Jean Lee writing for USNews.com gives a comprehensive overview of the situation in North Korea today and what has gone immediately before to bring leader Kim Jong Un’s first party congress in 36 years, centre stage.
For South Korea-based journalist Jean Lee, what outsiders are witnessing is a narrative of being under attack, she says: “Party rules call for declaring plans to convene a congress at least six months in advance. Within weeks of that October declaration, the parade of provocations began. The campaign to raise tensions began in December with a nuclear test, North Korea’s fourth since 2006, in defiance of U.N. Security Council resolutions barring Pyongyang from nuclear and missile activity. The provocations continued in January with a long-range rocket launch, and continued with a submarine-launched ballistic missile test. Satellite imagery shows preparations are complete in the far north for yet another nuclear test, South Korean officials say.”
As North Korea watchers have noted the world-wide condemnations have done nothing to stop the North Koreans from continuing with their programme.
“In fact, the threats, outrage and punishment play into the narrative that Pyongyang wants to sell to its people: North Korea as under attack from the powerful and threatening United States, and Kim Jong Un as the man with the guts and might to defend his country from outside aggression,” Lee tells.
For sure, as Jean Lee says, the provocations are part of a theatrical countdown to this week’s party congress, as there is nothing like the threat of war to bring a population together. In North Korea’s situation, to distract the people from the chronic food and power shortages at a time when the rest of Northeast Asia is flourishing in diverse ways.
There is something positive in all this though: “Military theatrics aside, North Korea observers are watching this party congress for signs that Kim will use the occasion not only to grandstand but also to institute real change,” she continues, “like his grandfather before him, he may use the congress to unveil a major economic plan. And like Kim Il Sung, he is likely to use the congress to purge the old guard and promote the next generation of power brokers.”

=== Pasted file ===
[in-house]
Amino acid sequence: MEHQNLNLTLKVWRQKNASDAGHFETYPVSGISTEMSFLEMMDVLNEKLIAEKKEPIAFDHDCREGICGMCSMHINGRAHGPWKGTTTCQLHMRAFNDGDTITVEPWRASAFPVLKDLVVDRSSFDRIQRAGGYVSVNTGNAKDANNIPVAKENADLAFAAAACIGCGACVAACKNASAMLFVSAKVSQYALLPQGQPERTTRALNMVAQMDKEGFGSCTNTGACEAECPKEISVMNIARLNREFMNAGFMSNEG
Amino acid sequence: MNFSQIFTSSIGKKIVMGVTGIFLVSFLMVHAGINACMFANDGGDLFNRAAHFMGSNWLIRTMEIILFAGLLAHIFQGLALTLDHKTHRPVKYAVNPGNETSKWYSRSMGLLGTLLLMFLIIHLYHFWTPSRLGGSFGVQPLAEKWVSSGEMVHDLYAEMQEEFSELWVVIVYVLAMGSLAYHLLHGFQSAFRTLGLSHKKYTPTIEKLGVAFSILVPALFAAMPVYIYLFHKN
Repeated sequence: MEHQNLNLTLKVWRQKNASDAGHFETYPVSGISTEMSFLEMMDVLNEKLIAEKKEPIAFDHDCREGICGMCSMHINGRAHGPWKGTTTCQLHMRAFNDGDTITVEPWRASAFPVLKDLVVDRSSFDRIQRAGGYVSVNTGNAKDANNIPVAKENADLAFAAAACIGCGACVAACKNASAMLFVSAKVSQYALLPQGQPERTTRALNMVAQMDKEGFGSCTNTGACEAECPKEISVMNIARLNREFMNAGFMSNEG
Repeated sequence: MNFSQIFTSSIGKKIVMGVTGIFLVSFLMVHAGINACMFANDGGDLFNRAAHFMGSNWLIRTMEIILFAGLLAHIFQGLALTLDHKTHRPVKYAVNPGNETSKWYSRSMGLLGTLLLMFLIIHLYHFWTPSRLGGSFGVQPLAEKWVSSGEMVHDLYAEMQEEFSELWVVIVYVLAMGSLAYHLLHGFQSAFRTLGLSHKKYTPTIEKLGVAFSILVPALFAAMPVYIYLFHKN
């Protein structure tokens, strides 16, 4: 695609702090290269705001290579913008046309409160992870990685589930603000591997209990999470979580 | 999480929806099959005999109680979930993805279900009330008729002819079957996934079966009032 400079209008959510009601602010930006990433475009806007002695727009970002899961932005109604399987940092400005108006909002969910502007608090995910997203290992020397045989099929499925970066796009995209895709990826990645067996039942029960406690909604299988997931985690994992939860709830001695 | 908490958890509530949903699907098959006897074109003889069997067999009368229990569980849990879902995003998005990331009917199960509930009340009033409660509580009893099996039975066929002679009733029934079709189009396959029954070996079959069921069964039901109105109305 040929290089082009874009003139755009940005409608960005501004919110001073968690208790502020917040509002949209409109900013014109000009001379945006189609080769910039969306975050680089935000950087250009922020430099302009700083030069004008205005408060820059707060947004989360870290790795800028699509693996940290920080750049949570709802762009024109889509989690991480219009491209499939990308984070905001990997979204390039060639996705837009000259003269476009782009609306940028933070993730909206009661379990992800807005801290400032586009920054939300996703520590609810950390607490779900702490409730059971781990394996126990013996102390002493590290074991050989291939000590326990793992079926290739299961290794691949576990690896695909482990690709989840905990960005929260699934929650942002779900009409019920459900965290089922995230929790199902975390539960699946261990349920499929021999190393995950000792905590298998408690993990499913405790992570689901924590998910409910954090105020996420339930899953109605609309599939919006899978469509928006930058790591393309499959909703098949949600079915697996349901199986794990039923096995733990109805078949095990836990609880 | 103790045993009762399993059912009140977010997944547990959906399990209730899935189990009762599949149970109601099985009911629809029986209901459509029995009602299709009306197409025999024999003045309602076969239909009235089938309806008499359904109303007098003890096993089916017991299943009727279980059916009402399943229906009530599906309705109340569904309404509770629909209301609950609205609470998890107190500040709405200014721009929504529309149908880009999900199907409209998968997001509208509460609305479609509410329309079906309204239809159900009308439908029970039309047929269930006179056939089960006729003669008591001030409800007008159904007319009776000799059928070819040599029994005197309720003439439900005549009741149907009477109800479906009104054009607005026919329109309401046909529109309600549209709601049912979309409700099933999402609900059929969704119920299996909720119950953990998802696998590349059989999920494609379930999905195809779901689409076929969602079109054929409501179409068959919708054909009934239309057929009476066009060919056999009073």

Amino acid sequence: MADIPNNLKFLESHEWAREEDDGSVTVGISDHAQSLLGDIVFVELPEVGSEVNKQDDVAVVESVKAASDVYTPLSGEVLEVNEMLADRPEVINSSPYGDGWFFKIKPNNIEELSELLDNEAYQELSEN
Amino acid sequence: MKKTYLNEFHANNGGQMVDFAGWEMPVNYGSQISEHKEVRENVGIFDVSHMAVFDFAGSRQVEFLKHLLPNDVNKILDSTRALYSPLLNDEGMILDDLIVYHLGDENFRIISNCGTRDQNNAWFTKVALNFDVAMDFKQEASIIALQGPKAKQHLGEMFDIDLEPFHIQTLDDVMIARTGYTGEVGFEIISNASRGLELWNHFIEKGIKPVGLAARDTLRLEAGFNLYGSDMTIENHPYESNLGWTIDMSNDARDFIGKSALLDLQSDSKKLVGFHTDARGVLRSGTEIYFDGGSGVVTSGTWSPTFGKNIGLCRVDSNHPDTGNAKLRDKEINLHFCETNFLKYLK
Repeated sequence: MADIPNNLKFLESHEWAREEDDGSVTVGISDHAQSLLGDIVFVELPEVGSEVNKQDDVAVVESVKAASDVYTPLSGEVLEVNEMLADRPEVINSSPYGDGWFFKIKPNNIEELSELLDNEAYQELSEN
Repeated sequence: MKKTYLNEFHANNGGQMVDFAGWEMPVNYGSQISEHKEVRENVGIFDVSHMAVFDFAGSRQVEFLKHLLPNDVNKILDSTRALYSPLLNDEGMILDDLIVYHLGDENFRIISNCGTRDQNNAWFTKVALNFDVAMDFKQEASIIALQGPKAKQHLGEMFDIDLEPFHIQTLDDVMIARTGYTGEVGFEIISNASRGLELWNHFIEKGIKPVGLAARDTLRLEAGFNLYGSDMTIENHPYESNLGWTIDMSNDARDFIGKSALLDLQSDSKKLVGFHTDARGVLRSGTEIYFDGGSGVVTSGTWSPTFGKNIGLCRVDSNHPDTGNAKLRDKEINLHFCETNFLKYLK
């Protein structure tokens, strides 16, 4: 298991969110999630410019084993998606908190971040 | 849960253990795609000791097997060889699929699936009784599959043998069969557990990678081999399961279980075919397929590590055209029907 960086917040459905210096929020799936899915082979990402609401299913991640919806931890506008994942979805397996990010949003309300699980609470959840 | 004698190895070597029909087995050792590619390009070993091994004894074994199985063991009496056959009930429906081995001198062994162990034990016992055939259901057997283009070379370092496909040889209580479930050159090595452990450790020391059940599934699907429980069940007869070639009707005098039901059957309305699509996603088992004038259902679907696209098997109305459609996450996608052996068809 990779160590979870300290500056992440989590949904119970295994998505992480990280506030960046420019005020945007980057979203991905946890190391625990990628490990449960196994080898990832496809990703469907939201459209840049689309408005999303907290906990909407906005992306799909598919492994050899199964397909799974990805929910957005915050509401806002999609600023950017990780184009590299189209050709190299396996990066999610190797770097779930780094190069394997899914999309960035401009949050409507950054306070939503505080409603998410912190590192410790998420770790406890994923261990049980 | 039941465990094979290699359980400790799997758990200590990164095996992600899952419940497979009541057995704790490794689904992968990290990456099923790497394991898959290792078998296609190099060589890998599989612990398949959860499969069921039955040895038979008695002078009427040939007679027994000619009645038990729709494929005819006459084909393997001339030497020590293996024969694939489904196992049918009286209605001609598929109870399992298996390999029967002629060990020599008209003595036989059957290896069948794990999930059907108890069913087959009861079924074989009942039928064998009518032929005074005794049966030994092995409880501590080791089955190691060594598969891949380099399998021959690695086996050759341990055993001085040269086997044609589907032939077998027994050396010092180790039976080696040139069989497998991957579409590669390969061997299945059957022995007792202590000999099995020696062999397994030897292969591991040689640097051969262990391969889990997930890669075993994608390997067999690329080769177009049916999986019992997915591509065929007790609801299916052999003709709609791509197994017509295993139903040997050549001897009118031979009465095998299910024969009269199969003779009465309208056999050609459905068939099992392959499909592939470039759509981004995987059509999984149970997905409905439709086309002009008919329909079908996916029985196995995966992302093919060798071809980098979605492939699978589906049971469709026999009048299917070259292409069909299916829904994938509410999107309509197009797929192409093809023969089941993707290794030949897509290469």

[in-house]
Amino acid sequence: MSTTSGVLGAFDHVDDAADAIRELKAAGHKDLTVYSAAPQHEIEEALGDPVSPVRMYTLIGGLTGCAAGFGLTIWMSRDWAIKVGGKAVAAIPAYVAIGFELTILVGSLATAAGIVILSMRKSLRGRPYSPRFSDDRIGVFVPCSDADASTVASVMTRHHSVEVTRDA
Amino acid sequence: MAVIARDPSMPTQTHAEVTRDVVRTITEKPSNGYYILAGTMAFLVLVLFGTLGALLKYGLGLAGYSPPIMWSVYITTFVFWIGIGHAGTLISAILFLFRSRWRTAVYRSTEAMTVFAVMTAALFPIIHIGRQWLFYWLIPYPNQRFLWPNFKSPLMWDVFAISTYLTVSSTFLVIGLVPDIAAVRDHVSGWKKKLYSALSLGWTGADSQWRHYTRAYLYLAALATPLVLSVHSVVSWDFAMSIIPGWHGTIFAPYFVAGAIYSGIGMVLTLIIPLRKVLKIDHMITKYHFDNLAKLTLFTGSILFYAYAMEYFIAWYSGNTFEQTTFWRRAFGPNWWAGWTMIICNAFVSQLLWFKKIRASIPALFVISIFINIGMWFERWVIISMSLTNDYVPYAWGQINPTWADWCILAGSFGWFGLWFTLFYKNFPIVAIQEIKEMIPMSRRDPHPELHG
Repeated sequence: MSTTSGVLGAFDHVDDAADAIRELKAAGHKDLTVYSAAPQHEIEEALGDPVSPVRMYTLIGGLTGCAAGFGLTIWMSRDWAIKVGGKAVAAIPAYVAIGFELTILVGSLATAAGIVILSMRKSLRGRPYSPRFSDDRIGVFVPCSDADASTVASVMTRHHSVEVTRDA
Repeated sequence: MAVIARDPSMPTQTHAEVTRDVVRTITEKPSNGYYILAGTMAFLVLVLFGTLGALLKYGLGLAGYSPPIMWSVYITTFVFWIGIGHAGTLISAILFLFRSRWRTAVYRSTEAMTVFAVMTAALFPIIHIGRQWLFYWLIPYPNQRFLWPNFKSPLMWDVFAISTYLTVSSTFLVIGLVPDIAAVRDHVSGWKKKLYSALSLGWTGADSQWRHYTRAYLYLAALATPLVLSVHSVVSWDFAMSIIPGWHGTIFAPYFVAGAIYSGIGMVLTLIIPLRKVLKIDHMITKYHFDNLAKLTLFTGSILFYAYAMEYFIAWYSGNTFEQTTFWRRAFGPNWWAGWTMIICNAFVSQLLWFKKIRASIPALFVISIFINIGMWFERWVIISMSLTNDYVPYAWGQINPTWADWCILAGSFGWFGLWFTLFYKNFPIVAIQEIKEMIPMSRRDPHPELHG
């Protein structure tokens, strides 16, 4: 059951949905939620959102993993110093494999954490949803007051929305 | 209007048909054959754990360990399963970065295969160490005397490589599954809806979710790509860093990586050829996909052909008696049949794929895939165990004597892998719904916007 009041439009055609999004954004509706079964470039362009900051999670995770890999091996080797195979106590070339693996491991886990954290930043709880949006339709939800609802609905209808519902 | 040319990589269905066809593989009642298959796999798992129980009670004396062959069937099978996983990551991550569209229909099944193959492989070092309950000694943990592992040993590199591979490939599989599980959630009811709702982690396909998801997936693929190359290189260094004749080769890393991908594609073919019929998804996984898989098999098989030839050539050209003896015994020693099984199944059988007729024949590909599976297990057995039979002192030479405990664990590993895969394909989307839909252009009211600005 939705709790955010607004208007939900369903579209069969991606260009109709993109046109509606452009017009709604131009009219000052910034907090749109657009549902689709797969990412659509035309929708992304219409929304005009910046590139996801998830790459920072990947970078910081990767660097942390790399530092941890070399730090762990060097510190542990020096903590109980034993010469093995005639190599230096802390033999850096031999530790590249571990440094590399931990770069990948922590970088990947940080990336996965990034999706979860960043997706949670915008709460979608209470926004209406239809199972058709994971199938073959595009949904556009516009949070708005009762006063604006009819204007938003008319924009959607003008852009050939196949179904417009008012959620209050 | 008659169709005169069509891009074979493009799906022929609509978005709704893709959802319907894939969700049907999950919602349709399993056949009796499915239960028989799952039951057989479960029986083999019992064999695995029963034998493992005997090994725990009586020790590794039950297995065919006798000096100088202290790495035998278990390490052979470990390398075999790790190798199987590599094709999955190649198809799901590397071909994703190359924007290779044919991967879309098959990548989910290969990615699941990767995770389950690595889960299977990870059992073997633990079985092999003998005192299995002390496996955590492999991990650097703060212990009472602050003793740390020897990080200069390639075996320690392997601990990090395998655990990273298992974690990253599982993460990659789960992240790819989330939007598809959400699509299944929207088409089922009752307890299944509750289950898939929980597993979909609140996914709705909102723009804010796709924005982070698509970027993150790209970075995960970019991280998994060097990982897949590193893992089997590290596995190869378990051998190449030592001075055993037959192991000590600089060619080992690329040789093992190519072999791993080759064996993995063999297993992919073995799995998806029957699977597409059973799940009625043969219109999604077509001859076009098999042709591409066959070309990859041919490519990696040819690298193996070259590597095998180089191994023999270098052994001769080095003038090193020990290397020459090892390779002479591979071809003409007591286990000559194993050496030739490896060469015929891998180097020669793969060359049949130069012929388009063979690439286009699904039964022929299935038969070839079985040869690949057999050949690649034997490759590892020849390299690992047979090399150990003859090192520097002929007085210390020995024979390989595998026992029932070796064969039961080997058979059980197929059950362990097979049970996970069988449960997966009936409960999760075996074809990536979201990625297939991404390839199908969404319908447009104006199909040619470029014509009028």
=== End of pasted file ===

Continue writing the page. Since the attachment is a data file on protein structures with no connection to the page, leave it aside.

For a necessary and balancing statement on North Korea as is we can turn to photographer David Guttenfelder who is a National Geographic Photography Fellow focusing on geopolitical conflict and conservation. In 2011, he helped AP news agency open a bureau in North Korea, the first western news agency to have an office in the otherwise-isolated country. Guttenfelder has made more than 40 trips to North Korea.
“North Korea has caricatured us and we have caricatured them. We misunderstand each other and that’s why there is no better place to test the power of photography, somewhere where photography is basically non-existent. That is what I tried to do all along – open a window on a place and help make connections between people. I found it interesting that I have to defend the idea that there are real people in this country, real life. Life we don’t understand, but it’s there.”